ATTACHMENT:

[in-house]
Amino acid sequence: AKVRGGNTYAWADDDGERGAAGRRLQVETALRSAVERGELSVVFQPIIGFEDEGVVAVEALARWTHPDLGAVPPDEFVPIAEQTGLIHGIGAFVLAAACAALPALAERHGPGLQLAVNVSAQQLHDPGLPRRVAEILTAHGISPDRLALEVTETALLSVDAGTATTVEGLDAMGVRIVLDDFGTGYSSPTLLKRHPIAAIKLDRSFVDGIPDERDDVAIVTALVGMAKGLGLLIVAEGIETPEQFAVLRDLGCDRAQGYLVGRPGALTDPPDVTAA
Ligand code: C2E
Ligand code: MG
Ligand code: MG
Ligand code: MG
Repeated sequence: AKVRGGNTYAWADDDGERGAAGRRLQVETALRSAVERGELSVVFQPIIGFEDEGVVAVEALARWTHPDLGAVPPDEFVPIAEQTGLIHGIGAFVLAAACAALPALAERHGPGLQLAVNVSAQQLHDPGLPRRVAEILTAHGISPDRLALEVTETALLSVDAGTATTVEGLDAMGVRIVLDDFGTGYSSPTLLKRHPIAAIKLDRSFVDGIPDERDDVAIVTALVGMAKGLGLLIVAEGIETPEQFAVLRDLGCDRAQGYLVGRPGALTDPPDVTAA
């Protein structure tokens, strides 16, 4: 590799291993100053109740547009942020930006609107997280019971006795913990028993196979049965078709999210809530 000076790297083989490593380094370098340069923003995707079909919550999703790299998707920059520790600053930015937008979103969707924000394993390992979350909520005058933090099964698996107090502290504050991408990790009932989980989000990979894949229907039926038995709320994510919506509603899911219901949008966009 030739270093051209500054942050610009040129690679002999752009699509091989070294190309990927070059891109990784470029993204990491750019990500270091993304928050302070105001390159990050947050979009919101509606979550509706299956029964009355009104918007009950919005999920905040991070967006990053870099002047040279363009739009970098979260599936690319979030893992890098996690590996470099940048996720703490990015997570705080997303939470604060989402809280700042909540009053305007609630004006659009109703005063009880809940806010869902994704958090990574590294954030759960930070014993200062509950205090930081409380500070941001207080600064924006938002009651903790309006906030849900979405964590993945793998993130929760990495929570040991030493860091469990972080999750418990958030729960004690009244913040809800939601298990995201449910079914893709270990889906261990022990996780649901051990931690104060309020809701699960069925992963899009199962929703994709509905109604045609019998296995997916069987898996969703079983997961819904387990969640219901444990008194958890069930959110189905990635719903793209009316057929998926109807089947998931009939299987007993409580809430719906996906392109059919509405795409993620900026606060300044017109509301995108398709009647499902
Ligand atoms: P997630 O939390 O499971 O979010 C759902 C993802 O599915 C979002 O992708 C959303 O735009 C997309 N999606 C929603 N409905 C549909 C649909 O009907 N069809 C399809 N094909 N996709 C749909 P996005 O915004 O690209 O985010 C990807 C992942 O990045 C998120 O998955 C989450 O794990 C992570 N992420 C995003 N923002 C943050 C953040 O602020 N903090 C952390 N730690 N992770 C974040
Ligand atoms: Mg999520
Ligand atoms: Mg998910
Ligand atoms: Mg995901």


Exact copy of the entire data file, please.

[in-house]
Amino acid sequence: AKVRGGNTYAWADDDGERGAAGRRLQVETALRSAVERGELSVVFQPIIGFEDEGVVAVEALARWTHPDLGAVPPDEFVPIAEQTGLIHGIGAFVLAAACAALPALAERHGPGLQLAVNVSAQQLHDPGLPRRVAEILTAHGISPDRLALEVTETALLSVDAGTATTVEGLDAMGVRIVLDDFGTGYSSPTLLKRHPIAAIKLDRSFVDGIPDERDDVAIVTALVGMAKGLGLLIVAEGIETPEQFAVLRDLGCDRAQGYLVGRPGALTDPPDVTAA
Ligand code: C2E
Ligand code: MG
Ligand code: MG
Ligand code: MG
Repeated sequence: AKVRGGNTYAWADDDGERGAAGRRLQVETALRSAVERGELSVVFQPIIGFEDEGVVAVEALARWTHPDLGAVPPDEFVPIAEQTGLIHGIGAFVLAAACAALPALAERHGPGLQLAVNVSAQQLHDPGLPRRVAEILTAHGISPDRLALEVTETALLSVDAGTATTVEGLDAMGVRIVLDDFGTGYSSPTLLKRHPIAAIKLDRSFVDGIPDERDDVAIVTALVGMAKGLGLLIVAEGIETPEQFAVLRDLGCDRAQGYLVGRPGALTDPPDVTAA
């Protein structure tokens, strides 16, 4: 590799291993100053109740547009942020930006609107997280019971006795913990028993196979049965078709999210809530 000076790297083989490593380094370098340069923003995707079909919550999703790299998707920059520790600053930015937008979103969707924000394993390992979350909520005058933090099964698996107090502290504050991408990790009932989980989000990979894949229907039926038995709320994510919506509603899911219901949008966009 030739270093051209500054942050610009040129690679002999752009699509091989070294190309990927070059891109990784470029993204990491750019990500270091993304928050302070105001390159990050947050979009919101509606979550509706299956029964009355009104918007009950919005999920905040991070967006990053870099002047040279363009739009970098979260599936690319979030893992890098996690590996470099940048996720703490990015997570705080997303939470604060989402809280700042909540009053305007609630004006659009109703005063009880809940806010869902994704958090990574590294954030759960930070014993200062509950205090930081409380500070941001207080600064924006938002009651903790309006906030849900979405964590993945793998993130929760990495929570040991030493860091469990972080999750418990958030729960004690009244913040809800939601298990995201449910079914893709270990889906261990022990996780649901051990931690104060309020809701699960069925992963899009199962929703994709509905109604045609019998296995997916069987898996969703079983997961819904387990969640219901444990008194958890069930959110189905990635719903793209009316057929998926109807089947998931009939299987007993409580809430719906996906392109059919509405795409993620900026606060300044017109509301995108398709009647499902
Ligand atoms: P997630 O939390 O499971 O979010 C759902 C993802 O599915 C979002 O992708 C959303 O735009 C997309 N999606 C929603 N409905 C549909 C649909 O009907 N069809 C399809 N094909 N996709 C749909 P996005 O915004 O690209 O985010 C990807 C992942 O990045 C998120 O998955 C989450 O794990 C992570 N992420 C995003 N923002 C943050 C953040 O602020 N903090 C952390 N730690 N992770 C974040
Ligand atoms: Mg999520
Ligand atoms: Mg998910
Ligand atoms: Mg995901």